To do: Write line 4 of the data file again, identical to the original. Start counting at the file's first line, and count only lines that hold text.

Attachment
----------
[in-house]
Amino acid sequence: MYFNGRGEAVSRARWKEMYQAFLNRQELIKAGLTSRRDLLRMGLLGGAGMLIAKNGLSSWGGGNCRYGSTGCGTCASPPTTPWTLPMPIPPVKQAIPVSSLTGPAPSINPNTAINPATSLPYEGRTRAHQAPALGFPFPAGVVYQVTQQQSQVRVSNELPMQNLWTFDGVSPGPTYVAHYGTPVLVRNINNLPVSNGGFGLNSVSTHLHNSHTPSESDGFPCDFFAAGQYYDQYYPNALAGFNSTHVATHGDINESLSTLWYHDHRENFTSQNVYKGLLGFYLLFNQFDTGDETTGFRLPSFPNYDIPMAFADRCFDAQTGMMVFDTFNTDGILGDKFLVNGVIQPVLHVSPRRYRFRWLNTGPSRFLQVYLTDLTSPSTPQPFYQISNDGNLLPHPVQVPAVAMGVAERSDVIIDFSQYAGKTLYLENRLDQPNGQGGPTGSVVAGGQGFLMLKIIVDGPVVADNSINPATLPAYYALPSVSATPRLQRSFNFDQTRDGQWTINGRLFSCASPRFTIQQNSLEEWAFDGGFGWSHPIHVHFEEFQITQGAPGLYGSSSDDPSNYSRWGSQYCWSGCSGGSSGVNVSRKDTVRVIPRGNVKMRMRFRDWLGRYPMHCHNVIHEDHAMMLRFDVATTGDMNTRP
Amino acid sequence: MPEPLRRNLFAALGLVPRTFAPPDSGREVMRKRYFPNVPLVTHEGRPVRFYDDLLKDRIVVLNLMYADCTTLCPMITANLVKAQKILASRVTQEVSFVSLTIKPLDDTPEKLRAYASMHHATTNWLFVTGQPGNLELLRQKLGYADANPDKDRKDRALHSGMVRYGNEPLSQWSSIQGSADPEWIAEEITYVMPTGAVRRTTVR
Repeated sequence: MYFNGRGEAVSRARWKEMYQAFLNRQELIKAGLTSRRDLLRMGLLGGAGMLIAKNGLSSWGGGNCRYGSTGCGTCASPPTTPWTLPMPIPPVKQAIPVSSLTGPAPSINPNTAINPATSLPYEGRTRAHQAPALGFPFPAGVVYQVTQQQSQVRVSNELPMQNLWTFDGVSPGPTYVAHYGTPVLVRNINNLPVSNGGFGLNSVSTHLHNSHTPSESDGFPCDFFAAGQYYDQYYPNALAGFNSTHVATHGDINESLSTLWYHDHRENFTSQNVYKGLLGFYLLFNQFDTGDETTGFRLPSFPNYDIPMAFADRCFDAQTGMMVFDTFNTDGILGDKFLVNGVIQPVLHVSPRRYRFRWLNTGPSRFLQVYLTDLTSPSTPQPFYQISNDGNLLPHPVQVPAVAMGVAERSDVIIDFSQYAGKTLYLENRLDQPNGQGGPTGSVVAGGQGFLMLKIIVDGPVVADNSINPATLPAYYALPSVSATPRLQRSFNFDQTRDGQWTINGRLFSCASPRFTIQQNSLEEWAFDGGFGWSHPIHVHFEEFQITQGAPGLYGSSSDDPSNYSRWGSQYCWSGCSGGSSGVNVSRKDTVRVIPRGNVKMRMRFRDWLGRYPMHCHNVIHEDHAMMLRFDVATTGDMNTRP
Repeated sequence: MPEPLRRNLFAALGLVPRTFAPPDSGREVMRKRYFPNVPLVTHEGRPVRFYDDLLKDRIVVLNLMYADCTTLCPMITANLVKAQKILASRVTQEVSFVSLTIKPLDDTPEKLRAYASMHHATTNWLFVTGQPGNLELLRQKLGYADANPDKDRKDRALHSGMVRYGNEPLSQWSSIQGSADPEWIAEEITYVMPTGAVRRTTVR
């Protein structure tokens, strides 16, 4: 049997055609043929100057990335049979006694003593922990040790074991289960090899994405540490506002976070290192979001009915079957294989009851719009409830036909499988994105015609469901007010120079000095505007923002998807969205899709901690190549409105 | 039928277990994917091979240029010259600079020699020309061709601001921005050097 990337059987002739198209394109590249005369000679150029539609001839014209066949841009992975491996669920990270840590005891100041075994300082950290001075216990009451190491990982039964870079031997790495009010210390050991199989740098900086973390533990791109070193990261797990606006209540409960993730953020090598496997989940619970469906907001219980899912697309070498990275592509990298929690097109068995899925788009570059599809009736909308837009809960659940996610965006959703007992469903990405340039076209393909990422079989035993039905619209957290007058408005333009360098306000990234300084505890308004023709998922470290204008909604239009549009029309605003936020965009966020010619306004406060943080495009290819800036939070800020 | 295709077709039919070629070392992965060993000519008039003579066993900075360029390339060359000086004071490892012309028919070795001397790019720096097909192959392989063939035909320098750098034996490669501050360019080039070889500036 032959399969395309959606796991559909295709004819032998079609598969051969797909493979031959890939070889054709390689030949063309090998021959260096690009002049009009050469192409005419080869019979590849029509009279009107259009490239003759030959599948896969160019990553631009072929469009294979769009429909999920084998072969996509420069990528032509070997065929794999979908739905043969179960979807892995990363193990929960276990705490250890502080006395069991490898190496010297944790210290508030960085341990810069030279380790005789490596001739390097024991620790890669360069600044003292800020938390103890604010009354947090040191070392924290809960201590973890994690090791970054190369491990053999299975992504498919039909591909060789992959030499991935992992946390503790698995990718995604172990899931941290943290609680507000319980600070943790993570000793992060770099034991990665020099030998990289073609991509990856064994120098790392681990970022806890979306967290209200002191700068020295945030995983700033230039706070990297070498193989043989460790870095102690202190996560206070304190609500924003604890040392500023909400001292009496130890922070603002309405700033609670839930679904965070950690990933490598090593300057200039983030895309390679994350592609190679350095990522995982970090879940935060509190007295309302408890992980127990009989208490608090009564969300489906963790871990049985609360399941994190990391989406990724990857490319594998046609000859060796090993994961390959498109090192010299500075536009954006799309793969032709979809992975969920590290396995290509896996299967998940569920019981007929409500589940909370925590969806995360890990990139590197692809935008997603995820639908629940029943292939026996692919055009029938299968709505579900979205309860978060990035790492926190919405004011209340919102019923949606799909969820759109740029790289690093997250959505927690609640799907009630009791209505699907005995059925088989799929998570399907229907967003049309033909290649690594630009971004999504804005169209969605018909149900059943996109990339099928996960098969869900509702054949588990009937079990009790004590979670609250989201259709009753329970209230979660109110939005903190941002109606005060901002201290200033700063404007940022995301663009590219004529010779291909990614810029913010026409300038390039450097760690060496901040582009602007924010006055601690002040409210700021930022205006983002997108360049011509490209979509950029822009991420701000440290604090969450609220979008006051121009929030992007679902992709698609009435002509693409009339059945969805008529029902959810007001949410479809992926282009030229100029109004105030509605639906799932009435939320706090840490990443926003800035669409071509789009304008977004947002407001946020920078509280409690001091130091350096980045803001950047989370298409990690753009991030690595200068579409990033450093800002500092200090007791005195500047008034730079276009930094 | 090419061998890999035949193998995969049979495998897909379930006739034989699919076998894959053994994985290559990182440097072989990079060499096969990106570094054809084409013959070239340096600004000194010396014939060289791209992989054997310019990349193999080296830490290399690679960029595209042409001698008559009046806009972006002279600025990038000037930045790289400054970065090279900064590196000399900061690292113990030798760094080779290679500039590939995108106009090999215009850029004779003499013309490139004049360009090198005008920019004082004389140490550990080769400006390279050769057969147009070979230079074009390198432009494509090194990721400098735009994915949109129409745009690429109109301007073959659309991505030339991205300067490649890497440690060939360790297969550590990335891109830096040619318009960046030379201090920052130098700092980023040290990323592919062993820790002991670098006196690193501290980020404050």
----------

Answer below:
Repeated sequence: MYFNGRGEAVSRARWKEMYQAFLNRQELIKAGLTSRRDLLRMGLLGGAGMLIAKNGLSSWGGGNCRYGSTGCGTCASPPTTPWTLPMPIPPVKQAIPVSSLTGPAPSINPNTAINPATSLPYEGRTRAHQAPALGFPFPAGVVYQVTQQQSQVRVSNELPMQNLWTFDGVSPGPTYVAHYGTPVLVRNINNLPVSNGGFGLNSVSTHLHNSHTPSESDGFPCDFFAAGQYYDQYYPNALAGFNSTHVATHGDINESLSTLWYHDHRENFTSQNVYKGLLGFYLLFNQFDTGDETTGFRLPSFPNYDIPMAFADRCFDAQTGMMVFDTFNTDGILGDKFLVNGVIQPVLHVSPRRYRFRWLNTGPSRFLQVYLTDLTSPSTPQPFYQISNDGNLLPHPVQVPAVAMGVAERSDVIIDFSQYAGKTLYLENRLDQPNGQGGPTGSVVAGGQGFLMLKIIVDGPVVADNSINPATLPAYYALPSVSATPRLQRSFNFDQTRDGQWTINGRLFSCASPRFTIQQNSLEEWAFDGGFGWSHPIHVHFEEFQITQGAPGLYGSSSDDPSNYSRWGSQYCWSGCSGGSSGVNVSRKDTVRVIPRGNVKMRMRFRDWLGRYPMHCHNVIHEDHAMMLRFDVATTGDMNTRP